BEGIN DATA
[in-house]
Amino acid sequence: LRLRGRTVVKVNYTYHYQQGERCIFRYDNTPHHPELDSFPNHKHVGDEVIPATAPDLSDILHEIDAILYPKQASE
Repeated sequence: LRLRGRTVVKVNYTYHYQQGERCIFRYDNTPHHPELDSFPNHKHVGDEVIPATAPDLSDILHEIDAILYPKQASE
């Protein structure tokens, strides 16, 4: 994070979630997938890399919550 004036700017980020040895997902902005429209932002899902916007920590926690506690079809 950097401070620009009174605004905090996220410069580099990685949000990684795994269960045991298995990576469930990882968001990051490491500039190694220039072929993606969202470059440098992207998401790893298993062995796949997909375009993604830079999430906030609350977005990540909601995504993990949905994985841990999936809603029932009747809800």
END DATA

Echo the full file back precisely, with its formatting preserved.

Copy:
[in-house]
Amino acid sequence: LRLRGRTVVKVNYTYHYQQGERCIFRYDNTPHHPELDSFPNHKHVGDEVIPATAPDLSDILHEIDAILYPKQASE
Repeated sequence: LRLRGRTVVKVNYTYHYQQGERCIFRYDNTPHHPELDSFPNHKHVGDEVIPATAPDLSDILHEIDAILYPKQASE
């Protein structure tokens, strides 16, 4: 994070979630997938890399919550 004036700017980020040895997902902005429209932002899902916007920590926690506690079809 950097401070620009009174605004905090996220410069580099990685949000990684795994269960045991298995990576469930990882968001990051490491500039190694220039072929993606969202470059440098992207998401790893298993062995796949997909375009993604830079999430906030609350977005990540909601995504993990949905994985841990999936809603029932009747809800």